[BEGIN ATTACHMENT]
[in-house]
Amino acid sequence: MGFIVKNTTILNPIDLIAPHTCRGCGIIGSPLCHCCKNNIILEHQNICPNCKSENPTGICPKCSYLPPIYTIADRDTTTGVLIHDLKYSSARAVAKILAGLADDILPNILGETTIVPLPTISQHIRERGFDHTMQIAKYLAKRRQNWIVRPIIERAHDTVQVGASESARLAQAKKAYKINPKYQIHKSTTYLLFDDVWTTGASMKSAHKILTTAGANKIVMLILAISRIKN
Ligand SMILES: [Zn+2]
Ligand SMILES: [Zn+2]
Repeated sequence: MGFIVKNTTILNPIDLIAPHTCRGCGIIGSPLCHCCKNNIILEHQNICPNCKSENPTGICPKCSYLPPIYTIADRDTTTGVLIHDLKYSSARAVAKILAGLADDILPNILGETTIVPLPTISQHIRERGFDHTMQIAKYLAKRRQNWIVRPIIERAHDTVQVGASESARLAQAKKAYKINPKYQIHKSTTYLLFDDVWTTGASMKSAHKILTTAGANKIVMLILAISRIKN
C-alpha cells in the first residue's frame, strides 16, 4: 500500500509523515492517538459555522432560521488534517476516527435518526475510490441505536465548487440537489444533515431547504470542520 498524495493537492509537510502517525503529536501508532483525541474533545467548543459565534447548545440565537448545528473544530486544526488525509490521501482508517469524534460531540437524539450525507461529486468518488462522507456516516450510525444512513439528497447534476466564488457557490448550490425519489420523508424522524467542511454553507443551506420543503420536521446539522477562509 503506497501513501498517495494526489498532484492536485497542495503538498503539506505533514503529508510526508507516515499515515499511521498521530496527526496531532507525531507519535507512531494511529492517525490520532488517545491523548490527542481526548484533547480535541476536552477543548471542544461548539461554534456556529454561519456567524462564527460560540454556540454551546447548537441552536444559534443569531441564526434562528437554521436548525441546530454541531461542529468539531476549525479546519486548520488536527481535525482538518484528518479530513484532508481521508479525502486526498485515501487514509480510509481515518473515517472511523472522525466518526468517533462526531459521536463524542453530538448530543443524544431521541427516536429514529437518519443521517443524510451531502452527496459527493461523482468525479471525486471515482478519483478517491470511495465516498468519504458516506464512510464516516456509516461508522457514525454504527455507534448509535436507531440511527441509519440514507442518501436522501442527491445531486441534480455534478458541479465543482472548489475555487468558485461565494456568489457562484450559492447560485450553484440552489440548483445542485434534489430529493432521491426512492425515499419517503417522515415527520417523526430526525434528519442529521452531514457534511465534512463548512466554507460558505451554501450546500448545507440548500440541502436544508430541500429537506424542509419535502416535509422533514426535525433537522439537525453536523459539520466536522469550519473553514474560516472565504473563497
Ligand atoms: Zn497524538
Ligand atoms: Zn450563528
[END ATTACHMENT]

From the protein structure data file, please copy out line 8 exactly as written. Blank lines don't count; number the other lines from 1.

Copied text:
Ligand atoms: Zn450563528